Kuwaiti-Puerto Rican artist Alia Farid awarded $100,000 as winner of Norwegian art prize

Farid is known for her investigations into Gulf life

Alia Farid, centre, with members of the Henie Onstad team, who awarded her the art prize. Photo: Henie Onstad
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Kuwaiti-Puerto Rican artist Alia Farid has won Norway's Lise Wilhelmsen Art Award worth $100,000.

The prize, awarded in collaboration with the country's Henie Onstad museum, also grants Farid an exhibition at the space and one of her works will be acquired for its permanent collection.

“This money will help me develop my practice and my studio,” says Farid, speaking to The National from New Orleans. “Having this endorsement allows me to engage with ideas for a longer period of time and in more sustained research.”

Farid, who lives in Kuwait and Puerto Rico, was in Louisiana on a residency programme hosted by the Rivers Institute for Contemporary Art and Thought. She is researching the environmental and social conditions around the Gulf of Mexico, which is increasingly prone to flooding due to climate change — taking her from the Gulf marshlands to institutional archives, such as that of the Amistad Research Centre at Tulane University in New Orleans. The records reveal a long history of racial discrimination in terms of which towns and areas of Louisiana have been given support and protection in the changing climate.

This nexus of ecology, history and politics has emerged as the lens through which Farid views her subjects, which tend to be concentrated in the other Gulf — the Arabian Gulf. Their modes of everyday life create a jumping-off point for her work, which unfurls into stories and connections to history.

“My work engages the aesthetics of the Gulf and its vernacular,” she says. “And how the past shows up in the present. It is a back-and-forth process.”

For her 2018 piece Contrary Life, a commission for the Jameel Arts Centre, Farid worked with Kuwaiti artist Aseel AlYaqoub to create a fantastical version of palm trees and other Gulf flora, rendered in odd heights and bright, colourful lights. It was at once a nod to the Khaleeji practice of covering trees with bright fairy lights and a way to highlight an ecology that many don’t associate with the Gulf.

A similar project went up at the Whitney Biennial last yeat, where tall, spiky, neon-coloured trees created an outdoor grove in the urban landscape.

Alia Farid's grove of Khaleeji palm trees, installed at the 2022 Whitney Biennial (Palm Orchard, 2022). Photograph by Ryan Lowry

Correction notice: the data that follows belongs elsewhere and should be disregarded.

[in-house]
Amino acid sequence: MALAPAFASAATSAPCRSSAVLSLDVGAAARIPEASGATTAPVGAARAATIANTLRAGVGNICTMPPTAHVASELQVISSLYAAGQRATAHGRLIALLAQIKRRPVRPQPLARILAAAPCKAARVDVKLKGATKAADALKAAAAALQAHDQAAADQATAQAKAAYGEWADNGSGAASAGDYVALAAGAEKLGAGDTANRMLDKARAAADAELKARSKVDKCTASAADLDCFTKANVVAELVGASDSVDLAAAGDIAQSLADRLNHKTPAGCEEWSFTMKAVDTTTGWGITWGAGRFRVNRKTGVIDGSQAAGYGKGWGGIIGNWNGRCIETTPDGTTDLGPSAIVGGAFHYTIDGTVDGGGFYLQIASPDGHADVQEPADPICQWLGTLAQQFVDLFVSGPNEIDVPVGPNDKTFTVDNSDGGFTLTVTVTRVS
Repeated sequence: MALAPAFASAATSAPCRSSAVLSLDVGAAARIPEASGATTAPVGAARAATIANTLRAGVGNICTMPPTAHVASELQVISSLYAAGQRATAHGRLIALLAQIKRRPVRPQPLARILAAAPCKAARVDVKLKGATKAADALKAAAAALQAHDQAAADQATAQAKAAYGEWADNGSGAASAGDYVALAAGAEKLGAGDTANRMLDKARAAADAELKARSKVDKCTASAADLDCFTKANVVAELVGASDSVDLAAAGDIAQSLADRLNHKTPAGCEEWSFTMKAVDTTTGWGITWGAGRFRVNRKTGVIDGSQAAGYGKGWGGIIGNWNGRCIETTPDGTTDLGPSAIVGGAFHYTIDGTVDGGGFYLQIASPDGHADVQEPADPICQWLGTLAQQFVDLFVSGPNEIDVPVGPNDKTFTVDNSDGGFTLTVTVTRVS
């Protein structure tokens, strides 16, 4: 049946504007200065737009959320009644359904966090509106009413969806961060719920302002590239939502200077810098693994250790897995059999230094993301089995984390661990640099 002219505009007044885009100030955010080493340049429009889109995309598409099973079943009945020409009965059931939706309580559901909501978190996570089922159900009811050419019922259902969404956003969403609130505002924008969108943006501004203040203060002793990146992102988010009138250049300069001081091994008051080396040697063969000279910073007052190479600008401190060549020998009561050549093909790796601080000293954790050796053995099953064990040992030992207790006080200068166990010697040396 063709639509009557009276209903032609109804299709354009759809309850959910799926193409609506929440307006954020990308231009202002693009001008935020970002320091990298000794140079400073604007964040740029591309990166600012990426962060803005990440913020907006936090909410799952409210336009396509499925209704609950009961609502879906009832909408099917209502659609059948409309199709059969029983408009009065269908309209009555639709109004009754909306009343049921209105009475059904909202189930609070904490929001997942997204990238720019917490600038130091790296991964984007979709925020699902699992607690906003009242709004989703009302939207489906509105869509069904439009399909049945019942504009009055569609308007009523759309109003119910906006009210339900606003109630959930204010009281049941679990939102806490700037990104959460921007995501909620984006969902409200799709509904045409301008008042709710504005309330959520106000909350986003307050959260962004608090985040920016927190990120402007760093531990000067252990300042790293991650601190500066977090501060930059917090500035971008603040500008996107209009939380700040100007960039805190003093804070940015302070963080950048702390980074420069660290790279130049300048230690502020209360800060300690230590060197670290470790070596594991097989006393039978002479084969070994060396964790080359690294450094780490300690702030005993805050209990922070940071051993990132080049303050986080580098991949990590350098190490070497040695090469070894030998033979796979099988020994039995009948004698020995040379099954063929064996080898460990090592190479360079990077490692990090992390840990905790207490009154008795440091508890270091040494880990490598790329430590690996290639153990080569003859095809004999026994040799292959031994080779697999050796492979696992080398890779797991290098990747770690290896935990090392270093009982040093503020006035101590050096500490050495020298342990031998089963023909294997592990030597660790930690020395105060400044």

“At the Whitney, the fake palm trees were stand-ins for the decimated palm forest in southern Iraq,” she says. “The majority of people associate the Arab region with the desert and that’s it, but there so much more."

The Iraqi marshlands, which also extend into Kuwait, have become a significant subject for the artist. In an ongoing series of sculptures she casts vessels used to store water in resin — producing them at gargantuan scale, like monuments to everyday sustainability.

The project, which made its debut in Farid’s solo show at the Kunsthalle Basel last year, gives equal weighting to both the traditional clay vessels, with their bulbous bodies and ear-like handles, and contemporary plastic water bottles, with their indents for easy gripping appearing like a thoughtful striped pattern.

Elsewhere at the Whitney Biennial, she showed a version of her film Chibayish, which juxtaposes an innocent world in the marshes with a dry, rubbish-strewn future.

Farid is the third recipient of the Lise Wilhelmsen Art Award, which marks a significant moment in an artist’s career. South American artist Guadalupe Maravilla, who lives in New York, won the award in 2021 and Nigerian artist Otobong Nkanga, who lives in Belgium, won the prize in 2019. Farid's exhibition at the museum is planned for 2024 and will be her first show in the Nordic region.

“Alia Farid's complex work mediates between the past and the present and, in a poetic processing, draws out omitted histories that push against standard narratives,” said the jury.

“She explores questions of conflict and control and how power and violence are inflicted on nature and people. We have high expectations for Alia Farid's further activities and believe LWAAP can contribute to her production and strong social commitment at a timely point in her artistic vocation.”

Updated: March 30, 2023, 8:06 AM